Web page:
• Medicare Home Health Co-Pays & LTC

    One detail of President Obama’s proposal released yesterday is the creation of a Medicare Home Health co-pay of $100 per episode if it includes more than 5 visits (p. 39).

    This would apply to new beneficiaries beginning in 2017. This proposal is consistent with a MedPAC recommendation to establish a per episode copayment. MedPAC noted that “beneficiaries without a prior hospitalization account for a rising share of episodes” and that “adding beneficiary cost sharing for home health care could be an additional measure to encourage appropriate use of home health services.”

    This is a tiny aspect of the overall package, and would reduce Medicare spending by $400 million over 10 years. However, it caught my eye because I think it is consistent with something that a Medicare official told me at a meeting a few years back: there is a strong institutional fear (at CMS) of any aspect of its benefit package becoming a “back door” long term care benefit.

    After expansion of Medicare home health in the early the 1990s, there has been a general move to medicalize the benefit and reduce its use for personal long term care. McCall et al. (2001) noted the changes to the home health benefit brought about by the Balanced Budget Act of 1997

    Eligibility for Medicare home health is limited to beneficiaries who are “homebound,” need “intermittent” skilled nursing or therapy services, and are under the care of a physician who prescribes their plan of care. A beneficiary needing only personal care does not qualify (emphasis mine)

    These changes greatly reduced the use of home health; according to MEDPAC, total Medicare home health spending in 1997 was $17.7 billion, fell to $8.5 billion in 2000, and was $18.9 billion in 2009 (p. 177 of March 2011 report).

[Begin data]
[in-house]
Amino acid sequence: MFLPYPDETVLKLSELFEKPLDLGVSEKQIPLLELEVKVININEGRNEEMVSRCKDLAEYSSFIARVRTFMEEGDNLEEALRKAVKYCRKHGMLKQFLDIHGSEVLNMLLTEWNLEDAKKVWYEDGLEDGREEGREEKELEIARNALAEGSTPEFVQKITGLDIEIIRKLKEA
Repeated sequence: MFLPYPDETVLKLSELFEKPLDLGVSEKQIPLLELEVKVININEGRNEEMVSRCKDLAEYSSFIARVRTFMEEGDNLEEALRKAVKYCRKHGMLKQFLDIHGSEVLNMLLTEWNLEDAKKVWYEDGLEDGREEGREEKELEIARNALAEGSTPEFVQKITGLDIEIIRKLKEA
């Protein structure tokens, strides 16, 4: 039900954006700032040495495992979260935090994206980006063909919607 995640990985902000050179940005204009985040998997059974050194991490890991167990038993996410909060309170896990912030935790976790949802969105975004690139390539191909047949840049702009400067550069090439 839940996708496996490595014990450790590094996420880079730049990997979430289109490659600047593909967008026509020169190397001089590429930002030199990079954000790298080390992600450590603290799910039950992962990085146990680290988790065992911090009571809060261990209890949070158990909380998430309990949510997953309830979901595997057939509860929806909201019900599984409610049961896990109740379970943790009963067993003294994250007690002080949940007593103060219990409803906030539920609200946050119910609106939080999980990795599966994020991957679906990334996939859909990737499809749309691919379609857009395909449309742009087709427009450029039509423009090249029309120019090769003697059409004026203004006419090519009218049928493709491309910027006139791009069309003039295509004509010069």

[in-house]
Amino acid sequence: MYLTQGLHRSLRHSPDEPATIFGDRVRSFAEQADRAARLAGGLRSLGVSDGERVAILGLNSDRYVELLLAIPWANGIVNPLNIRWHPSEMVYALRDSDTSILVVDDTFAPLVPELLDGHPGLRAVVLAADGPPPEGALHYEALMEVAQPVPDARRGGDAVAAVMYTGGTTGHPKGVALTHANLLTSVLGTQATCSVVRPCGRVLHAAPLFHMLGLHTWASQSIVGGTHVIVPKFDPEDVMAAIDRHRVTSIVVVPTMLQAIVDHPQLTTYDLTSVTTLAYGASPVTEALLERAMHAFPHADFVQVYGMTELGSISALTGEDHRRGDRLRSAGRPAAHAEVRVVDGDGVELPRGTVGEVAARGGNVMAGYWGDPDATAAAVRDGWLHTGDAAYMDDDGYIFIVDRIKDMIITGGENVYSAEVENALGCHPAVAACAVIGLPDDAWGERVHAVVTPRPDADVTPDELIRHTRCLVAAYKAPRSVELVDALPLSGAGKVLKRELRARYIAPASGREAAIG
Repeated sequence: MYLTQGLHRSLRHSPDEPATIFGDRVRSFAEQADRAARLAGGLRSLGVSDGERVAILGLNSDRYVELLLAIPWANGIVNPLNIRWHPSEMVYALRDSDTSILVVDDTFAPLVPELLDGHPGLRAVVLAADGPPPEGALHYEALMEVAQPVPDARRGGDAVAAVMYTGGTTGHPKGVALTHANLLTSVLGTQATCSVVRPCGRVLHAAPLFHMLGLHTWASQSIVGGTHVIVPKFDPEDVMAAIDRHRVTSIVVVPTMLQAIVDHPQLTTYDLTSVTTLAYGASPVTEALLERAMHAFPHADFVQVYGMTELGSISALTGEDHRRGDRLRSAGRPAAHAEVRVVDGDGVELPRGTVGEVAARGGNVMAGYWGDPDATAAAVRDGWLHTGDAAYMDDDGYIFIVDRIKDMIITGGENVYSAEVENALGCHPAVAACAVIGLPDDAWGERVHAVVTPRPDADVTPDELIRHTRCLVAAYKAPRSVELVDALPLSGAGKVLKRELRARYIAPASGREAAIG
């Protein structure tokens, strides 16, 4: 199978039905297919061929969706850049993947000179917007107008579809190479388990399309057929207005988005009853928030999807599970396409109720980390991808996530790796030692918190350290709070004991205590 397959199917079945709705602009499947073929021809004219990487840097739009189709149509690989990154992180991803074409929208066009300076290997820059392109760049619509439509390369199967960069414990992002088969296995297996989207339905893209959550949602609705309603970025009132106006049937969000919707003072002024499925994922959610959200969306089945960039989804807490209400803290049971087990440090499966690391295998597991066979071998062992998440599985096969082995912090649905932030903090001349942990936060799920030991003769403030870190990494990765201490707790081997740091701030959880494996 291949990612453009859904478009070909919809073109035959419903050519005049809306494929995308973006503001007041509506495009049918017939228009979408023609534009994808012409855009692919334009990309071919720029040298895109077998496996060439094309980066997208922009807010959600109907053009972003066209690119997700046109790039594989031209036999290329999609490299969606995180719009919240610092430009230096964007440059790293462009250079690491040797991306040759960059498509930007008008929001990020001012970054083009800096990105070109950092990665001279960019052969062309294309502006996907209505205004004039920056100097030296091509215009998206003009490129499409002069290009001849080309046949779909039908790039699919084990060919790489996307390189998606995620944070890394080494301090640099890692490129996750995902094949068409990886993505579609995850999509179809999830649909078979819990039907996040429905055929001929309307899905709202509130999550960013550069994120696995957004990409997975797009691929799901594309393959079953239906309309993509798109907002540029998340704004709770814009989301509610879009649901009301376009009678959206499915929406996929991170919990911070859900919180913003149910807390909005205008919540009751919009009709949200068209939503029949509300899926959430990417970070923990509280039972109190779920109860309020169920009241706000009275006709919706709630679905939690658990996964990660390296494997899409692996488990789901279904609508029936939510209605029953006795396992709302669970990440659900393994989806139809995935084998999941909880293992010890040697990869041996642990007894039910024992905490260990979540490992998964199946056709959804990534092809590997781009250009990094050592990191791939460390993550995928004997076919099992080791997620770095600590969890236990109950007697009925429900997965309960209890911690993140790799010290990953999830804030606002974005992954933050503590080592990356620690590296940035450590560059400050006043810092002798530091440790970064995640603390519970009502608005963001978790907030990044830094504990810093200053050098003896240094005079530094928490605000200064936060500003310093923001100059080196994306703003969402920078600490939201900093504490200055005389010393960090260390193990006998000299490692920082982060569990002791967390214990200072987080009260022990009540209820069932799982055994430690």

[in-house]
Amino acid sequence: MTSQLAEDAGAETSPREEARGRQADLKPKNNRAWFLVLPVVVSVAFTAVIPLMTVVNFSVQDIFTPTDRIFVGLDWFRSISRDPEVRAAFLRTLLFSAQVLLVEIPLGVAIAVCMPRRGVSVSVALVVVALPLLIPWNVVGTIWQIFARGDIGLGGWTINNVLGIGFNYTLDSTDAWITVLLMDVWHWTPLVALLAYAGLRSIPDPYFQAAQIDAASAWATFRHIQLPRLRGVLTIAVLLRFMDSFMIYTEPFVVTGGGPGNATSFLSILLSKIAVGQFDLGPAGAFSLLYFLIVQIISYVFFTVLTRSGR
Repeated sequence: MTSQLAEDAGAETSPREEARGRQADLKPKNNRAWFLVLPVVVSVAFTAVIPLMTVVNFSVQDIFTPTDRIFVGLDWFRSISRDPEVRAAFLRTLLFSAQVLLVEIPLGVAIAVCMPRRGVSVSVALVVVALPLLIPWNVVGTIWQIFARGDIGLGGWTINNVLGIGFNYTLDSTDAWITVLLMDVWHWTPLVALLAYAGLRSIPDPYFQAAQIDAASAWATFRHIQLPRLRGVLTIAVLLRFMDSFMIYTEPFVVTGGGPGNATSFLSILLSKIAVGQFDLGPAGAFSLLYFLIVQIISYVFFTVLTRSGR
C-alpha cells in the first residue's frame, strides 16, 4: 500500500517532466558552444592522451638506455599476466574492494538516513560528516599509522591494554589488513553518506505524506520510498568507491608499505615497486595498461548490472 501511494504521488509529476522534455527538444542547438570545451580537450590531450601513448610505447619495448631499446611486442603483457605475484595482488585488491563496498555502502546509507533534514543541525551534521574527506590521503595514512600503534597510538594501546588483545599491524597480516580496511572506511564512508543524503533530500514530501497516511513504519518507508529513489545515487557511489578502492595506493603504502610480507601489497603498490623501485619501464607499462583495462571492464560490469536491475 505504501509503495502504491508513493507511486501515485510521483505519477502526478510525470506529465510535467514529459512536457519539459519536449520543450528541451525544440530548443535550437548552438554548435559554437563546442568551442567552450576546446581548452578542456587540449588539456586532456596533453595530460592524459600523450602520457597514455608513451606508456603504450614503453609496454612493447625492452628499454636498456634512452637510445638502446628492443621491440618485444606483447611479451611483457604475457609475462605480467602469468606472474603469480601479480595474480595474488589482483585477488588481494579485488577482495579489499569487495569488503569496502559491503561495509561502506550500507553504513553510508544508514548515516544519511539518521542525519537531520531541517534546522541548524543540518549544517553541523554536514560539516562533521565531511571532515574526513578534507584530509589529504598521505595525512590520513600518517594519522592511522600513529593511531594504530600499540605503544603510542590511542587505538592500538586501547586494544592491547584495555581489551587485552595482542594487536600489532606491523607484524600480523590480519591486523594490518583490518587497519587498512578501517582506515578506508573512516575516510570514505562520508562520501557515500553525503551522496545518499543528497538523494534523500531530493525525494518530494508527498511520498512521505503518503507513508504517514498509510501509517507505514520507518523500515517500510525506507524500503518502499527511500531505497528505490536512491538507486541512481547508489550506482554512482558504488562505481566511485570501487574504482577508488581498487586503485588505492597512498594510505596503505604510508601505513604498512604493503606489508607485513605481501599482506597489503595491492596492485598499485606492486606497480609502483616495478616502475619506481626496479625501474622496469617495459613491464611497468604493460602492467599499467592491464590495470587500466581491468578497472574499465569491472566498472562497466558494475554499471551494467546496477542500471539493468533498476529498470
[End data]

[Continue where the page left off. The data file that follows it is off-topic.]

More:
Further, I think that at least some of the discussion by MEDPAC of changes to the Medicare hospice benefit per diem payment and increased efforts to address very long lengths of hospice use for patients with non cancer diagnoses could be viewed in a similar light (such policies are not a part of the President’s proposal but remain a MEDPAC priority). From the MEDPAC March 2011 report (p. 267):

    …between 1998 and 2008, the number of hospice users with debility increased from just over 8,500 to nearly 107,000, and the number with either Alzheimer’s disease or non-Alzheimer’s dementia grew from about 28,000 to 174,000…

    It should be noted that outreach to patients with diagnoses other than cancer had been an earlier priority, but this success may feed worries that hospice is being inappropriately used for long term care.

    Long term care represents a tremendous burden to Medicare beneficiaries, and under our current system the responsibility for such care falls initially on individuals and families. The cost of informal caregiving (family members caring for loved ones) is enormous, and could be understood as individuals self insuring against needed long term care, but many choose this by default due to lack of options. Private long term care insurance is rare, and Medicaid stands as the default payer of nursing home care–the most expensive care setting we have.

    The question remains how will we insure long term care? Certainly not by repealing the CLASS provisions of the ACA and replacing them with nothing. As Howard Gleckman says